Sunday, December 20, 2015

Cheap, quick, and easy plane rack

In an effort to start organizing our basement (about half of it should be deep-sixed), I put together this quickie rack for my sailplanes.  I built it in our basement, where the joists for the first floor are accessible.  If you don't have accessible floor joists, you could instead fasten these supports to in-wall studs or what-have-you.

I trimmed a couple of 2x4s so that they spanned the distance between the basement floor and the floor joists, plus a few more inches. Setting them in place temporarily and marking them L(eft) and R(ight), I drew a level line across them.  I then made marks every 2", down and up from this line.

The "shelf" brackets are simply foot-long lengths of 1/2" metal electrical conduit, cut to length with one of those copper-pipe cutting tools.  Their outer diameter is a little less than 3/4".  So that's the size I made the holes.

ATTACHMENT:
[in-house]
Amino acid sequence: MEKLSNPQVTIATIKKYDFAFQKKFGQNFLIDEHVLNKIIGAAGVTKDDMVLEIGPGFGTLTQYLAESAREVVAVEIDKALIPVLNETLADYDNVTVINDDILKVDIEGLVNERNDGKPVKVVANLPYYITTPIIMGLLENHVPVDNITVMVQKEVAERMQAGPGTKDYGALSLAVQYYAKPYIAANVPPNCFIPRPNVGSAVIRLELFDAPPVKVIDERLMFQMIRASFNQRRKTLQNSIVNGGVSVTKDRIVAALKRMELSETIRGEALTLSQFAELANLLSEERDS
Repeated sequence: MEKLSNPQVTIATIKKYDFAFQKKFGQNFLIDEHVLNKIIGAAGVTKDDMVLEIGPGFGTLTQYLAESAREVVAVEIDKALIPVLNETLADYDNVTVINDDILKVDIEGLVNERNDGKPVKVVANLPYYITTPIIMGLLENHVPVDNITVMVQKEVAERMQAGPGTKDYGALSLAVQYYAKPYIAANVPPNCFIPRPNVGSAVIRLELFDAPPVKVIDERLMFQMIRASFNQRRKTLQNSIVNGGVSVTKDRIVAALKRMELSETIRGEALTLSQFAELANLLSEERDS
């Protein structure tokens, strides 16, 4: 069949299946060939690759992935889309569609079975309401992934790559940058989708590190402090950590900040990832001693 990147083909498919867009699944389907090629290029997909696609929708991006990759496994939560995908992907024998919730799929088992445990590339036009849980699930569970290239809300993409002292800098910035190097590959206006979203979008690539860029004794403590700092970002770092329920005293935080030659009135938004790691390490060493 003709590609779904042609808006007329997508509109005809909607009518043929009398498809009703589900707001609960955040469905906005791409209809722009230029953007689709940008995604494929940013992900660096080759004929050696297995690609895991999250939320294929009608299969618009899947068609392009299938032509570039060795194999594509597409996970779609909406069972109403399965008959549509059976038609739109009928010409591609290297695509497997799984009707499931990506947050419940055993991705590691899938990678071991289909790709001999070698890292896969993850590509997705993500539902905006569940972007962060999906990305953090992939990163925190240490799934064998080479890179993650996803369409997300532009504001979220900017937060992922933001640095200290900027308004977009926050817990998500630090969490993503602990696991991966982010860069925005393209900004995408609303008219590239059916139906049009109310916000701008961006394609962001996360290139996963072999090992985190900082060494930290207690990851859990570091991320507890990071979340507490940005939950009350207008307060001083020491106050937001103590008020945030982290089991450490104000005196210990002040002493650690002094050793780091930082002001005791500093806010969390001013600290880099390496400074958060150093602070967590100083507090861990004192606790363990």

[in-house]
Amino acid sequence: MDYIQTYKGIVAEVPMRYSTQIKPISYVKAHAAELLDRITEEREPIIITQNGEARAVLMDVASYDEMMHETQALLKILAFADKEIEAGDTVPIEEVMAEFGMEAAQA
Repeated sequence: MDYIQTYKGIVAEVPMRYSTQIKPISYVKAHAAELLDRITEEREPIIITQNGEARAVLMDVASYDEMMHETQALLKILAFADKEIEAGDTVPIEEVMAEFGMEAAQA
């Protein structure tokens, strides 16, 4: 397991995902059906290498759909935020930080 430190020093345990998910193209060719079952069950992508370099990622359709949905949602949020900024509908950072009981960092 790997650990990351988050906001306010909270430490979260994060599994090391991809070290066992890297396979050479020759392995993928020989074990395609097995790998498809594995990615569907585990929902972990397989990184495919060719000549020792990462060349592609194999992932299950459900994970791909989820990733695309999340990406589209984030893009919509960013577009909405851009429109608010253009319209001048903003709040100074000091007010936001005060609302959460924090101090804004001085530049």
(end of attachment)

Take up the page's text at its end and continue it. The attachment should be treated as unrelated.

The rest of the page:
I wanted the "shelves" to tilt back slightly, to help keep items in place.  So I tilted the bed of the drill press to 7.5°, chucked a 3/4" Forstner bit, and drilled the holes most of the way through at each of the marked locations.


To secure the 2x4s at the top, I used a couple of metal cleats that were left over from our remodeling project.  Given that the 2x4s rest on the floor, and the weight of the planes will be pretty darn minimal, the cleats offer plenty of support.


As you can see in the first photo, plumbing and electrical conduit prevented placing the studs directly against the wall.  So I cut a few scraps of 2x4 and plywood and fastened them to the bottoms of the vertical 2x4s, to preserve the vertical orientation of the rack.

And that's it.  Here's a shot of the rack, all loaded up.  To provide a little more security, I looped #64 rubber bands around some of the fuselages.

As mentioned in the title, the rack was quick, cheap, and easy to build.  And the "shelves" are easily adjustable.  But it has a few drawbacks.  The planes are exposed to flying tools and cats.  They can accumulate dust.  And - darn it! - it's already full.  Guess I'll have to build another one.

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